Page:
Edmund Haroldson, son of Harold Godwinson

Edmund Haroldson, Likeness Unknown

Father – Harold Godwinson
Mother – Edith the Fair (Swanneck)
Spouse – Unknown
Children – Unknown

 

 

1047 – 1055 (around)
Edmund Haroldson and his brother Magnus were born to Harold Godwinson and Edith Swanneck. The exact dates of their birth are not recorded and it is not known which of the two sons was the eldest. A sister, Gytha was also born during this period. Their elder brother, Godwin and elder sister Gunhild had been born around 1049. The birth dates of all Harold Godwinson’s children have been estimated based on records that indicate they were too young to fight in 1066.
1051 (September)
All descendants of Edmund’s grandfather, Earl Godwin, were exiled by King Edward the Confessor after the Earl refused to obey the King’s orders and punish the townspeople of Dover. Instead Earl Godwin raised an army against the King. It is not known whether Edmund, his mother and siblings were also exiled but his father, Harold went to Dublin, Ireland.
1052 (during)
The Godwin exiles returned to England at the head of an army. King Edward the Confessor was unable to raise a force that would defeat them and was forced to sue for peace terms. It was agreed that the Godwin family could return and their former lands would be restored to them.
1053 (15th April)
Edmund’s father, Harold became Earl of Wessex and the most powerful nobleman in England when Earl Godwin, died.
1056 (around)
As son of the most important nobleman in England, Edmund Haroldson would have received a good education.
1058 (date unknown)
Edmund’s father, Harold was created Earl of Hereford.
1064 (Spring/Summer)
Edmund Haroldson’s father, Harold took a boat journey, setting sail from Bosham in the south. The purpose of the journey is not known but it may have been to try to secure the release of his brother Wulfnoth and nephew Hakon, or that he was simply taking a fishing trip. However, his boat was blown off course and he was shipwrecked off the coast of Ponthieu. William, Duke of Normandy ordered that Harold be brought to him. Harold rode into battle with William and helped to defeat Conan II of Brittany. After the battle William knighted Harold before he returned to England with his nephew Hakon. The Normans claimed that Harold then swore an oath to support William’s claim to the throne of England after the death of Edward the Confessor. The oath is not recorded in any Anglo-Saxon sources.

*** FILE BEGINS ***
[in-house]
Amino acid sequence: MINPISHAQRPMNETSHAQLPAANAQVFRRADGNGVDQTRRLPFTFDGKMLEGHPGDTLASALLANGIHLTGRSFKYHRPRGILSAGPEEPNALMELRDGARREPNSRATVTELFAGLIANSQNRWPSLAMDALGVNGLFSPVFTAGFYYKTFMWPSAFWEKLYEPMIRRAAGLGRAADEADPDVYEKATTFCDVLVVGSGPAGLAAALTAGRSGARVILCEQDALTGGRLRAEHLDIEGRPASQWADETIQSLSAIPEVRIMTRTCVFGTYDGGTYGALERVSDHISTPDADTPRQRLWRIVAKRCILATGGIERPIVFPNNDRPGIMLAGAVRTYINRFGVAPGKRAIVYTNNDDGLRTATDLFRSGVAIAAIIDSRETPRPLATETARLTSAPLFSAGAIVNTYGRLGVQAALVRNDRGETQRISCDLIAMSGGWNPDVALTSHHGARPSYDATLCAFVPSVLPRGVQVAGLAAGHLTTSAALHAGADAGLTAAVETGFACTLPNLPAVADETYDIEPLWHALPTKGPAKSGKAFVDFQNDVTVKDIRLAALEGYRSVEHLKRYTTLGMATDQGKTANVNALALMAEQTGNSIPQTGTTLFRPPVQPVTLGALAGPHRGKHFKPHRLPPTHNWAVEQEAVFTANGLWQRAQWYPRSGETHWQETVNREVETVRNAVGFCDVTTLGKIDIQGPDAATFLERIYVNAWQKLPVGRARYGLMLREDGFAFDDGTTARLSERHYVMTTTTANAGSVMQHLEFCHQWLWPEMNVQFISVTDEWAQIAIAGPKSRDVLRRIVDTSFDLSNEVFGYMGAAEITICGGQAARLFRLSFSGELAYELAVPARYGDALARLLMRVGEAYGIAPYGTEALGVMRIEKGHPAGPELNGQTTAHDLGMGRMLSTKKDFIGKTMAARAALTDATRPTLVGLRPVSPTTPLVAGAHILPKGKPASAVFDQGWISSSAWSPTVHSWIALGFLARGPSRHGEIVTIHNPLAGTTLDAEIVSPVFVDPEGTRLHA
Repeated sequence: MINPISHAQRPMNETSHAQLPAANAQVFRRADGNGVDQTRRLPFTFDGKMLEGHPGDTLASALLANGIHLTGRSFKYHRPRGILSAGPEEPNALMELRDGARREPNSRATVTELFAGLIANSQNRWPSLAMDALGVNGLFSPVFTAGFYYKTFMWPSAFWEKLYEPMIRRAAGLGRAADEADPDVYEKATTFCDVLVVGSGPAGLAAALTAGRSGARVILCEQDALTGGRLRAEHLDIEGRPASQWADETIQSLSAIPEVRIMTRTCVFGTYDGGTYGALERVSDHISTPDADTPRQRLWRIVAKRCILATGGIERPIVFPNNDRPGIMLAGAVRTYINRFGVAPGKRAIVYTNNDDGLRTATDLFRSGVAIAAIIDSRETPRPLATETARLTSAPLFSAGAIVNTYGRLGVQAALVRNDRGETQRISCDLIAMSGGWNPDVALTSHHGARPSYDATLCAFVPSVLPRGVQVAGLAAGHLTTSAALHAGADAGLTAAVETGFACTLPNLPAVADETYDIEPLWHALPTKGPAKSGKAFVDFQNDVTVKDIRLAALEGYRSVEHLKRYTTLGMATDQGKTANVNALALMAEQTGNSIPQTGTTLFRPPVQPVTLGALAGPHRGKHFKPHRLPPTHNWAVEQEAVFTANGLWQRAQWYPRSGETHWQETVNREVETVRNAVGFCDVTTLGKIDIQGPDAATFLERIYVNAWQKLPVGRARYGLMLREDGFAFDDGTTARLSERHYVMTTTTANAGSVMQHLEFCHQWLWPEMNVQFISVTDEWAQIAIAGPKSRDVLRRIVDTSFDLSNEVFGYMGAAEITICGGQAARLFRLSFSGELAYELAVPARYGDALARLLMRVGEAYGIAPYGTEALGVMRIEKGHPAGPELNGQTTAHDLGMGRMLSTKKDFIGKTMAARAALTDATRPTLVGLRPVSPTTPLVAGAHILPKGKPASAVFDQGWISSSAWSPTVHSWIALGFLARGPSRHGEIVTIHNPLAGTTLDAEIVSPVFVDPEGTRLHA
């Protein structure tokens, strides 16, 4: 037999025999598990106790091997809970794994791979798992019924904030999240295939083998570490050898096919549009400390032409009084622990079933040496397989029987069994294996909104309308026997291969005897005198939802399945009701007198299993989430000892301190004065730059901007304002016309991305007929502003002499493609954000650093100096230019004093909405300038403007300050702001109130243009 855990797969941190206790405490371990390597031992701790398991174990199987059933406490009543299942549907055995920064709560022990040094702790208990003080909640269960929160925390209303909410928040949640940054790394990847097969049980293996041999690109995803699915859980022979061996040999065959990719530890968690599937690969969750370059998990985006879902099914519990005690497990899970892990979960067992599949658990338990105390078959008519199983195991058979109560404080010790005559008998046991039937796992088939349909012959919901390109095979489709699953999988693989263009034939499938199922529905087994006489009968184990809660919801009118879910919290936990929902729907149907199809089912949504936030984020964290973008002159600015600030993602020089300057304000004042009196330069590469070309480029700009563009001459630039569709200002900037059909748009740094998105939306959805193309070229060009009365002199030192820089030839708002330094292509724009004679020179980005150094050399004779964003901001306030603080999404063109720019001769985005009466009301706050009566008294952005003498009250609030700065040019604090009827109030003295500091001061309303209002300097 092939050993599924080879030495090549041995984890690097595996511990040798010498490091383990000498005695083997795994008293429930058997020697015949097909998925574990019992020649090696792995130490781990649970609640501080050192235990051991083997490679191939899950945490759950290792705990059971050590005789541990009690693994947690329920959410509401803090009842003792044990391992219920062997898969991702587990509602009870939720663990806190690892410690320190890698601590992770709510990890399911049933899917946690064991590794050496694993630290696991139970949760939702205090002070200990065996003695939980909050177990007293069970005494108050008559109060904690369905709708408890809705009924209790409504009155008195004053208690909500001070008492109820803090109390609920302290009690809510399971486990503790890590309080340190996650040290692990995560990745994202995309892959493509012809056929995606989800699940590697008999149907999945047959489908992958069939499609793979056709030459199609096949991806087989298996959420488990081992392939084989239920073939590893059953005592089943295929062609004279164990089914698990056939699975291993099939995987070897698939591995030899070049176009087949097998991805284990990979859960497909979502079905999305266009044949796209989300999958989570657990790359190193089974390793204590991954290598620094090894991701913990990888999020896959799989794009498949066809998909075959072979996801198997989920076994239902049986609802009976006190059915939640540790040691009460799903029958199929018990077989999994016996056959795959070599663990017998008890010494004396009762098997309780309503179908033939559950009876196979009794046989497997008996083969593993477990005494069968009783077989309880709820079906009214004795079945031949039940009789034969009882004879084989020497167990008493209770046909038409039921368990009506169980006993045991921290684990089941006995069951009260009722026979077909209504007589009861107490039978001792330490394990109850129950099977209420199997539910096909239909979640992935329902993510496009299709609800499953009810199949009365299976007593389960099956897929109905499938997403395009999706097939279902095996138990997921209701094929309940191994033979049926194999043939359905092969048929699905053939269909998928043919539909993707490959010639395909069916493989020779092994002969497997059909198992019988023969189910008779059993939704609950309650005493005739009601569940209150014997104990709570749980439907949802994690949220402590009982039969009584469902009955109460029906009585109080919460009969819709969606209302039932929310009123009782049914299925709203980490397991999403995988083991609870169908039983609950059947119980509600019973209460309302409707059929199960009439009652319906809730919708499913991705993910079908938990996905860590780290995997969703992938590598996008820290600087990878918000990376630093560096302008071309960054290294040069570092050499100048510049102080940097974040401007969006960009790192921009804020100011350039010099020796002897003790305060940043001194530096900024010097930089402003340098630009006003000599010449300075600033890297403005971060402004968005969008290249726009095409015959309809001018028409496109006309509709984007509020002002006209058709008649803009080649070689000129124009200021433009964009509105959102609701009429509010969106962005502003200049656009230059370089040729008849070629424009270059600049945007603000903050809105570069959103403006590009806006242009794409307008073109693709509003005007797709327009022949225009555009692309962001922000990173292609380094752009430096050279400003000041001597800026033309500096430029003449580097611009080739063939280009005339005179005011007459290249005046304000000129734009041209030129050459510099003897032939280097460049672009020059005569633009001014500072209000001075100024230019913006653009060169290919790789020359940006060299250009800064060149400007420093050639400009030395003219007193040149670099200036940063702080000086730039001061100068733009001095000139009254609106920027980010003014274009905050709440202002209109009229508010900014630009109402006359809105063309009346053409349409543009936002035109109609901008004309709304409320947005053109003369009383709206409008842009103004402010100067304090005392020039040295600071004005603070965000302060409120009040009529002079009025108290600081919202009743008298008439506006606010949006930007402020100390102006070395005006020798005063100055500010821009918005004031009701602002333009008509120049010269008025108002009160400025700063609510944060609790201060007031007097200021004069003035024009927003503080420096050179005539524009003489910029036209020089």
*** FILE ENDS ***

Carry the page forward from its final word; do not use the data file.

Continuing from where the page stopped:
1065 (October)
The people of Northumbria rebelled against the rule of Edmund’s uncle Tostig. In the interests of peace in England Edmund’s father sided with the Northumbrians and sent his brother into exile. Tostig never forgave Harold for this action.
1066 (5th January)
Edmund’s father became King after Edward the Confessor died. It was claimed that King Edward nominated Harold as his successor before he died. The closest blood relative to Edward, Edgar the Aetheling, was considered too young to take the throne.
1066 (6th January)
Edmund’s father Harold was crowned King Harold II.
1066 (March)
Edmund’s father married Edith, daughter of the Earl of Mercia. This was likely a political marriage to strengthen ties with Mercia and ensure Harold had support in case his rule was challenged. He was able to make this marriage because he had married Godwin’s mother by the Danish handfasting ceremony which was not recognised by the church. Harold’s two sons by Edith, Harold and Ulf, were born after his death.
1066 (5th May)
Edmund’s exiled uncle Tostig made a series of raids along the South Coast and landed on the Isle of Wight.
1066 (20th May)
William Duke of Normandy made a case against King Harold for breaking an oath sworn on holy relics and presented it to the Pope. He was successful and gained papal backing for his invasion. The Pope sent him a banner to carry into battle.
1066 (late Spring)
Anticipating a challenge to his Kingship by William of Normandy, Edmund’s father Harold stationed militia along the South coast and on the Isle of Wight.
1066 (Summer)
Edmund Haroldson’s uncle Tostig Godwinson tried to invade Mercia but was defeated by Earls Morcar and Edwin. He then persuaded Harald Hardrada to invade England.
1066 (8th September)
Harald Hardrada supported by King Harold’s brother Tostig invaded England. They sailed through the Humber estuary and into the River Ouse.
1066 (11th September)
Edmund’s father Harold Godwinson learned of Harald Hardrada’s invasion and mustered his troops.